Exhibit: Escape by Matthew Norton
November 7, 2019 @ 9:00 am - December 7, 2019 @ 5:00 pm
by Matthew Norton
November 7 – December 7, 2019
The Arts Center Gallery is open
Weekdays: 9:00 am – 5:00 pm
Saturdays: 10:00 am – 2:00 pm
Admission is always free.
Art has the power to do many things, it can delight, it can challenge, it can communicate, it can teach and it can heal. These are just a few of its many powers. Arts activities can be immensely therapeutic to people who are incarcerated. Faced with “time” and a few limited resources, artists are born, some have innate talent, others become skilled with many hours of practice and work.
Matthew Norton’s art came to the attention of Bismarck State College Gallery Director, Andrea Fagerstrom and she proposed an exhibition of his work while he was still incarcerated. He has since been released and his exhibit is touring through the North Dakota Art Gallery association.
In his statement, Matthew speaks about his art and its ability to free his mind from the reality of incarceration. “When I am creating, I lose myself and seem to get taken away for a time. Drawing and other forms of art allowed my mind to break free, to escape, so to speak, even if just for a short while. I try to only draw when my emotions are running high and happy. At times that can be tough and a challenge, considering my surroundings. I have lost years of my life and opportunities found beyond confinement. In part, I am attempting, through my artwork, to regain some of that lost time.”
We were interested to host Matthew’s exhibition as it gives us the opportunity to share what we have been doing locally with the James River Correctional Center (JRCC). We’ve had the opportunity to visit JRCC and meet some amazing artists. Last year, our resident artist, Linda Roesch, did several workshops at the facility. We will be sharing some of our local JRCC artists’ work while Matthew’s show is on display. Like Matthew, these artists also see their art as an outlet and perhaps as a means to an end–an employable skill and a healthy way for expressing emotions which can run the gamut in correctional populations.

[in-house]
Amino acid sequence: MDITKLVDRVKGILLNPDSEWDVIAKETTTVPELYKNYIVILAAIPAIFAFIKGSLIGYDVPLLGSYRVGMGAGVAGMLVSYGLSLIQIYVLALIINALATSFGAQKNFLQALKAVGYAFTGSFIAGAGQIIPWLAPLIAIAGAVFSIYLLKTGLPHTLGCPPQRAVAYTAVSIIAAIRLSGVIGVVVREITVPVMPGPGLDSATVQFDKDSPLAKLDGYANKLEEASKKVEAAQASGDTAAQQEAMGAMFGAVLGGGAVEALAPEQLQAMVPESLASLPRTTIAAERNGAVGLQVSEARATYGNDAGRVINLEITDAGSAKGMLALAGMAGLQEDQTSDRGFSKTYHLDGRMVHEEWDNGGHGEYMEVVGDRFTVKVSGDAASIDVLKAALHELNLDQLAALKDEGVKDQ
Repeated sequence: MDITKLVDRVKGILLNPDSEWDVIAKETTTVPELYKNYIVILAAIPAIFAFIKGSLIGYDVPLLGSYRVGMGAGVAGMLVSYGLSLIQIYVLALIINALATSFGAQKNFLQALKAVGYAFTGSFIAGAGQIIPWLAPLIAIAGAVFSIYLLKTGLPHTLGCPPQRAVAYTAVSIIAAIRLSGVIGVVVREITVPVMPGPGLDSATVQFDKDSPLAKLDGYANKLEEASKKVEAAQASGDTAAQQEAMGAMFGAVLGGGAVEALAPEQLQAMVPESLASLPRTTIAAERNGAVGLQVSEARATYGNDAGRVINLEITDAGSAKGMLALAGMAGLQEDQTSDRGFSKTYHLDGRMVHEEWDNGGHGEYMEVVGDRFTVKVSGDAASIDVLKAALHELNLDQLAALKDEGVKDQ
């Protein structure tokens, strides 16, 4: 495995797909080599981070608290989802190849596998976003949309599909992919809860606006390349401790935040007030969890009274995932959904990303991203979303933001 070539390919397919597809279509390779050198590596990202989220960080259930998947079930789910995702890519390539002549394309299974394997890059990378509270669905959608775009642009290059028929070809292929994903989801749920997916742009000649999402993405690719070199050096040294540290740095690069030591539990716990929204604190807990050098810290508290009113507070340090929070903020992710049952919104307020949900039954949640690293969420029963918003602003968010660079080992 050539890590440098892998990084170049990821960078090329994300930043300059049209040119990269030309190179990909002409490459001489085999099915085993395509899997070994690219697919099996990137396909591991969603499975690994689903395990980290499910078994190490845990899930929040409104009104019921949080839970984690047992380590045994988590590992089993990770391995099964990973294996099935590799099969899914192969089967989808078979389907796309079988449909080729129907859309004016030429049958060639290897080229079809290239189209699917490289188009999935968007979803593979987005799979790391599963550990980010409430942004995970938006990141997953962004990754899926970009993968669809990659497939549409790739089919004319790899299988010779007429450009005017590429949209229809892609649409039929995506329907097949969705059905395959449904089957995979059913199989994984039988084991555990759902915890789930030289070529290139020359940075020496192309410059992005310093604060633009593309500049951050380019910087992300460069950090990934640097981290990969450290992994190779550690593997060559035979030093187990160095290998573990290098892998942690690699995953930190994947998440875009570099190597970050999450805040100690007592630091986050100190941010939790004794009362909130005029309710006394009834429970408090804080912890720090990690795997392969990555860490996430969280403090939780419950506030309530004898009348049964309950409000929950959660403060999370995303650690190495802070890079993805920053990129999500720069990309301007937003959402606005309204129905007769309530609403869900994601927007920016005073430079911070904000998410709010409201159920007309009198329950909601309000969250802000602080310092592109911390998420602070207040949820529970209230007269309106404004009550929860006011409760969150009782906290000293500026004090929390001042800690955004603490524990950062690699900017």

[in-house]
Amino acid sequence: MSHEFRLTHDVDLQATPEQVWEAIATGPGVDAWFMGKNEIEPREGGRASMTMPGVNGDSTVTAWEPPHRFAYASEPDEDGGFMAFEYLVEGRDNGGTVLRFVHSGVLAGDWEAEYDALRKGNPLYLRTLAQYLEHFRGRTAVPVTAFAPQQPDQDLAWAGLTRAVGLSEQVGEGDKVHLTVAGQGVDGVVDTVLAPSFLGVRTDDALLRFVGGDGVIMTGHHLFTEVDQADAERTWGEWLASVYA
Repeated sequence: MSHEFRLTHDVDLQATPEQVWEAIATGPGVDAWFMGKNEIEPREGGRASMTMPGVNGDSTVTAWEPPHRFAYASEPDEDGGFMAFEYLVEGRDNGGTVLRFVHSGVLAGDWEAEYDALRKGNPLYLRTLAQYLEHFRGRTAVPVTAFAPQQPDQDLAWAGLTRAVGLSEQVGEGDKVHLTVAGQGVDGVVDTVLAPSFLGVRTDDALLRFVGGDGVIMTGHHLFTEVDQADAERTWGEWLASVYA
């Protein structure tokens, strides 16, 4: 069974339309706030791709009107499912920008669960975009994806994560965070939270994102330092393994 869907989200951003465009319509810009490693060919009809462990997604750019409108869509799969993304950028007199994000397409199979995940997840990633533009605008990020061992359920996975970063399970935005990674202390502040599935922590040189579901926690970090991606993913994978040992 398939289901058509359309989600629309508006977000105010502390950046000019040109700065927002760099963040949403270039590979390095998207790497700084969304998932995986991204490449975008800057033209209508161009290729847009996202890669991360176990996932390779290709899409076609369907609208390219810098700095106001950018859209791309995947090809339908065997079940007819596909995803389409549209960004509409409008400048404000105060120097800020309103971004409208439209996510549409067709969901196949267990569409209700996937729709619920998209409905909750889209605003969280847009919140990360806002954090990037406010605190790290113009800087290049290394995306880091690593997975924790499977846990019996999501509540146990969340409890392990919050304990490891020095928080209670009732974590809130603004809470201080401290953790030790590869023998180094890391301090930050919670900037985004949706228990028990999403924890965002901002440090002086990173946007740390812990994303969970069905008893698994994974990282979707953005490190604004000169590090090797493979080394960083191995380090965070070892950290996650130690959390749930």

Artist Bio: Matthew E. Norton was born in Bismarck, ND and raised in the small town of Riverdale, ND. His mother, Brenda, was a large influence on his creativity. While growing up, Matthew’s mother often provided an environment of creativity. She often had arts and crafts days for her two sons and the neighborhood children. Matthew created mud sculptures from the Missouri River clay, painted mosaic style on giant boulders, created art using the nature found around him, while continuing to grow in appreciation and awe for the design, beauty and balance found in that nature.
Matthew received his AA and AS from BSC. He has taken various art classes while attending college, but creating his own art did not become his focus until years later. Initially Matthew favored computer generated art. He created images and video in his spare time just for fun. It wasn’t until he found himself with restricted and limited options that he evolved to his current style.
While Matthew was in Federal Prison for substance abuse, he found his personal inspiration to create. Bouncing through a roller coaster of emotions, Matthew portrays them in his artwork. Due to his restricted and limited resources, Matthew worked mainly with pencil and pen in his own unique version of black and white line art. Using materials available to him, Matthew also designed and created one-of-a-kind pieces in leather, ceramic and crochet.
Matthew was released in August 2018, where he was moved to a halfway house in Mandan for several months. Currently, Matthew resides in Bismarck and works full-time for Cybersecurity, while attending Bismarck State College.
Pictured above: Scope, Matthew Norton, pen and ink, 14″ x 18″
Featured image: Spring, Matthew Norton, pen and ink, 14″ x 18″